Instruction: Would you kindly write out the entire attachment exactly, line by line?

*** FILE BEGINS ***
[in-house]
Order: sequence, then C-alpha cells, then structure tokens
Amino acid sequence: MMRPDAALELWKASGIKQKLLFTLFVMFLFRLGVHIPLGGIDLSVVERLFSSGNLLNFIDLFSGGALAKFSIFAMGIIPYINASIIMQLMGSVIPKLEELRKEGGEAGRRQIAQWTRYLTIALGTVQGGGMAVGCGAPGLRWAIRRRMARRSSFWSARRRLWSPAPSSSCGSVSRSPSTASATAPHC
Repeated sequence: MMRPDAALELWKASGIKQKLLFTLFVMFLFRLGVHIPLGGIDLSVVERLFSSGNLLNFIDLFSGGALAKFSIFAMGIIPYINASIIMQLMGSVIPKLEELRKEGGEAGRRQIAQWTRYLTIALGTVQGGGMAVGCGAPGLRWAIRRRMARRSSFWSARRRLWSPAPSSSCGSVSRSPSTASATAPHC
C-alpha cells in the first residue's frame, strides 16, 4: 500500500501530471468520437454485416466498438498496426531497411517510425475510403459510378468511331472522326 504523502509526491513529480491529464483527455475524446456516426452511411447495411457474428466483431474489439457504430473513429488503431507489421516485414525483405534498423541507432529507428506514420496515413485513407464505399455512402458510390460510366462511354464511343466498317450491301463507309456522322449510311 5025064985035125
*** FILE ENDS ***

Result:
[in-house]
Order: sequence, then C-alpha cells, then structure tokens
Amino acid sequence: MMRPDAALELWKASGIKQKLLFTLFVMFLFRLGVHIPLGGIDLSVVERLFSSGNLLNFIDLFSGGALAKFSIFAMGIIPYINASIIMQLMGSVIPKLEELRKEGGEAGRRQIAQWTRYLTIALGTVQGGGMAVGCGAPGLRWAIRRRMARRSSFWSARRRLWSPAPSSSCGSVSRSPSTASATAPHC
Repeated sequence: MMRPDAALELWKASGIKQKLLFTLFVMFLFRLGVHIPLGGIDLSVVERLFSSGNLLNFIDLFSGGALAKFSIFAMGIIPYINASIIMQLMGSVIPKLEELRKEGGEAGRRQIAQWTRYLTIALGTVQGGGMAVGCGAPGLRWAIRRRMARRSSFWSARRRLWSPAPSSSCGSVSRSPSTASATAPHC
C-alpha cells in the first residue's frame, strides 16, 4: 500500500501530471468520437454485416466498438498496426531497411517510425475510403459510378468511331472522326 504523502509526491513529480491529464483527455475524446456516426452511411447495411457474428466483431474489439457504430473513429488503431507489421516485414525483405534498423541507432529507428506514420496515413485513407464505399455512402458510390460510366462511354464511343466498317450491301463507309456522322449510311 5025064985035125